Mostly Christian refugees to be repatriated to Burma; US to end program for them

This story has been languishing in my posting queue for weeks, so I thought I better get it posted so as to keep our archives up to date.

Thailand’s Mae La Refugee Camp

After taking tens of thousands of Burmese refugees to the US, and turning cities such as Ft. Wayne, Indiana into the Burmese capital of America we are now saying, it’s o.k. for the rest of you to go back home.    Truth be told, I think we’re bored with the Burmese Christians and are planning to make room for Burmese Rohingya Muslims to diversify our refugee collection (after all that is only “fair”, right?).  We have already taken some Muslims from Burma.

This is the AP story from early last month:

Since the day she was born, 20-year-old Naw Lawnadoo has known almost nothing of the world beyond the fence and guard posts that hem her in with 45,000 others — ethnic minorities from Myanmar and those like her who were born and raised in the Mae La refugee camp in neighboring Thailand.

School, family, friends, shopping and churchgoing — many of the refugees are Christian — have all been confined to a valley of densely packed bamboo-and-thatch huts huddled under soaring limestone cliffs.

Now, she and other camp residents face a future that will dramatically change their constricted but secure, sometimes happy lives. With the end of 50 years of military rule in Myanmar, aid groups are beginning to prepare for the eventual return of one of the world’s largest refugee populations — some 1 million people in camps and hideouts spread across five countries.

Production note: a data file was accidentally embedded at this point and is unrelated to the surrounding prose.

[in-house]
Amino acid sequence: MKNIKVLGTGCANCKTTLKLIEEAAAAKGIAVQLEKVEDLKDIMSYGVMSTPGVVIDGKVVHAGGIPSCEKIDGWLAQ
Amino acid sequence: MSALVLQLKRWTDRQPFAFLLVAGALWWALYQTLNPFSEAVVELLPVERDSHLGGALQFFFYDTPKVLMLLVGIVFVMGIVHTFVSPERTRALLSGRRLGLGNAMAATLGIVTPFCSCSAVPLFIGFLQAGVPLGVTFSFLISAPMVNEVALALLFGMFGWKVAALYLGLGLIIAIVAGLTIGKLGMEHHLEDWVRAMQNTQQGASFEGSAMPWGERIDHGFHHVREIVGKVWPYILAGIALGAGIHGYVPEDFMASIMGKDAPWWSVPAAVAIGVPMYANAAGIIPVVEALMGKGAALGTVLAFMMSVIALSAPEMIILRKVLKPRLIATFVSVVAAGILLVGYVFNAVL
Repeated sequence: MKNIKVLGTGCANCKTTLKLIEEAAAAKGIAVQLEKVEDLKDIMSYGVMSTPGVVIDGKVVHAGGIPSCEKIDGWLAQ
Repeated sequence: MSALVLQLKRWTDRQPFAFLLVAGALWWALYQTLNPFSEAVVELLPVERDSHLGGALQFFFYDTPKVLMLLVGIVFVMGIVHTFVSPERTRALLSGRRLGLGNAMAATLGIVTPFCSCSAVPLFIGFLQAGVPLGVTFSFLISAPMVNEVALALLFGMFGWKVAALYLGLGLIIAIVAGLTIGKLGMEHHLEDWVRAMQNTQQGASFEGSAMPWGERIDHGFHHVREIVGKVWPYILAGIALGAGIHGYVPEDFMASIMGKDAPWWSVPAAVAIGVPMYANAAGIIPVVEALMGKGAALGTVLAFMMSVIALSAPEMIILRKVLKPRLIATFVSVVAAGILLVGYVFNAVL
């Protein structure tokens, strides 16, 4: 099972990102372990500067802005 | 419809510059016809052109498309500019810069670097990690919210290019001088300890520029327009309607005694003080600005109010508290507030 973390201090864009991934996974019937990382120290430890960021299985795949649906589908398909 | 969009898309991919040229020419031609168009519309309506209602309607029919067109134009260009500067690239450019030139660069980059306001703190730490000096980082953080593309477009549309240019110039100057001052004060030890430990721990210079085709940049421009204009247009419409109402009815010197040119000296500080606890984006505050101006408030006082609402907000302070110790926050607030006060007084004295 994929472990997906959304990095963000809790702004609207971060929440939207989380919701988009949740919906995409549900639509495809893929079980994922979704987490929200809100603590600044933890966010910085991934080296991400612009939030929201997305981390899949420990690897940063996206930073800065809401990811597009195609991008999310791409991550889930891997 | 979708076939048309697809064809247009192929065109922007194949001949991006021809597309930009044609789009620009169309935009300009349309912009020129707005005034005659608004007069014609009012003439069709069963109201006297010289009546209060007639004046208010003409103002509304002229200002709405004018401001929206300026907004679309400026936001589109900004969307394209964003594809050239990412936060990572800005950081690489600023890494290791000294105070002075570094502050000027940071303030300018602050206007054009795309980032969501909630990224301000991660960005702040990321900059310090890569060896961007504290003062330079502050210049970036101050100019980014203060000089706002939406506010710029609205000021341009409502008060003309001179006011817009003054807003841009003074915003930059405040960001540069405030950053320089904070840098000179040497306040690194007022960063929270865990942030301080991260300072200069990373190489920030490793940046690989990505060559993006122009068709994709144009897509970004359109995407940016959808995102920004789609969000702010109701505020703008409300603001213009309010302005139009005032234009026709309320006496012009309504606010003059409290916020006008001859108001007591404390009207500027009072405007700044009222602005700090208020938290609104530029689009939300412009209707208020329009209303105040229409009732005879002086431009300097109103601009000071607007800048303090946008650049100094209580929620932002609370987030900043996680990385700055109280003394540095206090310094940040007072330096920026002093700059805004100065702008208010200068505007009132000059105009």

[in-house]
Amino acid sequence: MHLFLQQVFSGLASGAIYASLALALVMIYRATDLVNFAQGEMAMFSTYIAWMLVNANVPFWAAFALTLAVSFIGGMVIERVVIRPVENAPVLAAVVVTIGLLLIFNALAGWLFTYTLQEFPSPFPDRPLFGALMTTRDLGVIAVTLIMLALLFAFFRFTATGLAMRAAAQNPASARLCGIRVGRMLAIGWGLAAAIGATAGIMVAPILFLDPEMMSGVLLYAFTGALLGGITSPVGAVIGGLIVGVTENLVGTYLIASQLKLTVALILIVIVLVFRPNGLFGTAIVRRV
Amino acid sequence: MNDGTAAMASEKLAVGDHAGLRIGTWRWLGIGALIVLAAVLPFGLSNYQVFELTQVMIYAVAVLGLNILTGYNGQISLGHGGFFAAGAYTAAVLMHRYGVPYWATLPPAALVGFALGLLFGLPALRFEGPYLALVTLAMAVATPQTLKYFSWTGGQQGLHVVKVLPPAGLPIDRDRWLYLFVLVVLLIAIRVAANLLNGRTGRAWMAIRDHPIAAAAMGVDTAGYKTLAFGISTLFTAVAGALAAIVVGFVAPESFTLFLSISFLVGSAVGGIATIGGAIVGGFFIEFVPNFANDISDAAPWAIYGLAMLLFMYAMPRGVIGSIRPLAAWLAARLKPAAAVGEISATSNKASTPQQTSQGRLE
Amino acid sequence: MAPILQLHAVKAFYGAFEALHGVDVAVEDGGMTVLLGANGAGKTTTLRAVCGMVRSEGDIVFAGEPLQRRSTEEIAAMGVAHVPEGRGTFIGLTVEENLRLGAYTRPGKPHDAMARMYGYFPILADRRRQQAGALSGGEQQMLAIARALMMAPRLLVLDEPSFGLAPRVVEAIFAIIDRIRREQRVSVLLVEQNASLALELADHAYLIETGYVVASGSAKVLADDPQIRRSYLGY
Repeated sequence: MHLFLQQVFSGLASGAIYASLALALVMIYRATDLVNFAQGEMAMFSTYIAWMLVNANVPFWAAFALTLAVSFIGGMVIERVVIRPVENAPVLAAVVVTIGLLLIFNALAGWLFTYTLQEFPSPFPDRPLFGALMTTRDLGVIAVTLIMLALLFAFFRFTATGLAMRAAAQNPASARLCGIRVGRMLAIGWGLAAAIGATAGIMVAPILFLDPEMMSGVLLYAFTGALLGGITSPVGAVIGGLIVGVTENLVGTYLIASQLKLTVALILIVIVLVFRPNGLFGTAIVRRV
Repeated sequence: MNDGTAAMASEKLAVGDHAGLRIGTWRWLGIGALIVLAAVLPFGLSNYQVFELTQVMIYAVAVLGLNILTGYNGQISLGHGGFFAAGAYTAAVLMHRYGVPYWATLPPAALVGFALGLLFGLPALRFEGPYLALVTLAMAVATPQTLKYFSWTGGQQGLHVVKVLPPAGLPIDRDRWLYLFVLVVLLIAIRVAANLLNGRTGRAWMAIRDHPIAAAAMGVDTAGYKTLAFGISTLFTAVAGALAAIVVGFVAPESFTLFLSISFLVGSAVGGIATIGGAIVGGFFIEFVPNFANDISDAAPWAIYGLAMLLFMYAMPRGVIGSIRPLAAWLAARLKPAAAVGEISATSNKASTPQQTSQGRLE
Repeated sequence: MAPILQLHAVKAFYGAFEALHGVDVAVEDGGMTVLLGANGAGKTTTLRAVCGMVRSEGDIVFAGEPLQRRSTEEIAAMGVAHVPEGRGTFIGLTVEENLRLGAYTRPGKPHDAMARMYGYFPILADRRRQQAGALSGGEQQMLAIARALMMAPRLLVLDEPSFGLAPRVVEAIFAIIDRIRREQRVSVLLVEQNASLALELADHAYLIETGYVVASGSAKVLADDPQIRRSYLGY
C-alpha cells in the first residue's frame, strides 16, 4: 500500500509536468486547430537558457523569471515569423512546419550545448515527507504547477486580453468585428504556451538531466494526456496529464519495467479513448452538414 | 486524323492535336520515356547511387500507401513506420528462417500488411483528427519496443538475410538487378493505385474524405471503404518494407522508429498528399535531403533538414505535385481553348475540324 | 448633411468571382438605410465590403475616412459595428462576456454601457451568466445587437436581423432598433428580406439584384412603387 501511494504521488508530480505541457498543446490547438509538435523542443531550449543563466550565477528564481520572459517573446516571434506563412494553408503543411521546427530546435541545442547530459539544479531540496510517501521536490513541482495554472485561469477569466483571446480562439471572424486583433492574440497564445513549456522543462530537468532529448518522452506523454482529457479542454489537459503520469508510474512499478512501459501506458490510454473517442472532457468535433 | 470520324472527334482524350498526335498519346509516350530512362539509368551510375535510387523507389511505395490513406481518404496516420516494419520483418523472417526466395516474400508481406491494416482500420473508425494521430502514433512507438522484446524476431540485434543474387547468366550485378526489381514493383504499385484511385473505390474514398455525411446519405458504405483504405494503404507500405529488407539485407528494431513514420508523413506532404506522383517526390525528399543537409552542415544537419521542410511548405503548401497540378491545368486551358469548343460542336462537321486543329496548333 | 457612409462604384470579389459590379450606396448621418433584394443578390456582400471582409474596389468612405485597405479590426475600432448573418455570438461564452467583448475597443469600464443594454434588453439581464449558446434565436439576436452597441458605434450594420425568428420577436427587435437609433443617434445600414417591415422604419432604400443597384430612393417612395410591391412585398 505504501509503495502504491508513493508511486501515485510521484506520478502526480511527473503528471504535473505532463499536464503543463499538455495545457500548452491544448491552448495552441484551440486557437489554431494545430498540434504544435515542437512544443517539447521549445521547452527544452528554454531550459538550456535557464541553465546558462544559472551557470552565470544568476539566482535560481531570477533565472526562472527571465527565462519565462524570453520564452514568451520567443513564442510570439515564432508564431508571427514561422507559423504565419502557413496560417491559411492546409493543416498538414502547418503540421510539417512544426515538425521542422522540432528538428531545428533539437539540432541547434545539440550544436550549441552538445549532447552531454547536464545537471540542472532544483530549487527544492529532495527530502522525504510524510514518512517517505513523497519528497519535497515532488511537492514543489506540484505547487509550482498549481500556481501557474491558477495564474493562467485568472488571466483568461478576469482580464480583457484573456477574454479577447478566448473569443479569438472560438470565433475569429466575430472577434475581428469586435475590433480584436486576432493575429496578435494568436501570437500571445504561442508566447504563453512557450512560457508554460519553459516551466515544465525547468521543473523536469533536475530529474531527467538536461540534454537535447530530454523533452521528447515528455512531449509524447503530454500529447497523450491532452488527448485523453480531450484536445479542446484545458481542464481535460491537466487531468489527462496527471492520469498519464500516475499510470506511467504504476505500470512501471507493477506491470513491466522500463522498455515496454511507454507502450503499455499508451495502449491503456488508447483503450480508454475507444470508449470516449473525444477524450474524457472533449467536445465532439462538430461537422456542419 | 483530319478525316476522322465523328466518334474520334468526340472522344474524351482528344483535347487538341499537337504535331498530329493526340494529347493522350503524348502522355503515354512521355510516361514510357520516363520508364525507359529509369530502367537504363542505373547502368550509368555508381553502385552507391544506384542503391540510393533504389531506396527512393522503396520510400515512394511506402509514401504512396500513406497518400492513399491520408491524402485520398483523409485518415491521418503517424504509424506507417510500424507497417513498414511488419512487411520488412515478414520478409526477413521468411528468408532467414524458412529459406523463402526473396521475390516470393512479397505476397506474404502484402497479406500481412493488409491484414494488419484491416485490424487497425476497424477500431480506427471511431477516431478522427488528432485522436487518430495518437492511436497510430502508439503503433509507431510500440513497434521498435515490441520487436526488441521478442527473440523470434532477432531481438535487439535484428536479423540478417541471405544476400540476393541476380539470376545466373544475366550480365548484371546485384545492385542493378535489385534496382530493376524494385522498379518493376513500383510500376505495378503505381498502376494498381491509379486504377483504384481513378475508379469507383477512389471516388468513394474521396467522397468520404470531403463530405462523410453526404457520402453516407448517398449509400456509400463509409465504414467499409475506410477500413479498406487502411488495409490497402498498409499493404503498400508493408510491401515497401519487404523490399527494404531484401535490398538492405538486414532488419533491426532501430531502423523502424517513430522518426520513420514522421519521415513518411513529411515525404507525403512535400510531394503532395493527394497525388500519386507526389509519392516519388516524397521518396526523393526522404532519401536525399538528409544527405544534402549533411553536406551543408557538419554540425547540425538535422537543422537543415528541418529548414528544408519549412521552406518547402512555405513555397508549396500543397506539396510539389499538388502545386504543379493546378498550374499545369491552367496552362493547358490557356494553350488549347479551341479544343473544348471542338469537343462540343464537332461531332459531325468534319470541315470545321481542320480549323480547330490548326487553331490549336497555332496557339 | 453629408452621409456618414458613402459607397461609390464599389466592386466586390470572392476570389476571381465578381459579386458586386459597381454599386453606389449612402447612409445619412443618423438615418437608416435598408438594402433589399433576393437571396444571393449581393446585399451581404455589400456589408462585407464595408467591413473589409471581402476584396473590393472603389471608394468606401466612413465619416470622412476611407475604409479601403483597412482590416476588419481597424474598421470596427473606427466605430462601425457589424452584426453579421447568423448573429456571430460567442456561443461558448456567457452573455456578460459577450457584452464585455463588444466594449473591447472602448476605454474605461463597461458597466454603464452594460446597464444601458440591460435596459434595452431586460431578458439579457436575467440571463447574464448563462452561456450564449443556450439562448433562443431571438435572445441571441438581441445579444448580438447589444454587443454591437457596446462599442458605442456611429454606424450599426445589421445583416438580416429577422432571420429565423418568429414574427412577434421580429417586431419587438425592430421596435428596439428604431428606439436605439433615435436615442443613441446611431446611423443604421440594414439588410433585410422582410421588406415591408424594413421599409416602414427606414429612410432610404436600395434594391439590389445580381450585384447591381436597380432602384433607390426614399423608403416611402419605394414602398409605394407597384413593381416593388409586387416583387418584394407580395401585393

The US took-in about 92,000 Burmese refugees in recent years.

Some may melt into Thailand, joining the 2.5 million migrant workers from Myanmar. A few may be resettled in third countries, though the United States is ending a program under which it has taken 80 percent of the 105,000 settled so far. With shrinking options, most will likely have no choice but to return.

While camp life is hardly cosmopolitan, some of the young can meet foreigners, have access to the Internet and occasionally slip out to a nearby town, or even the shopping malls and bright lights of Bangkok, Thailand’s capital. For them, the prospect of planting rice in isolated villages to which they would probably go holds little attraction.

I guess it wouldn’t.

Just goes to show the fickle nature of the US State Department’s refugee admissions program.

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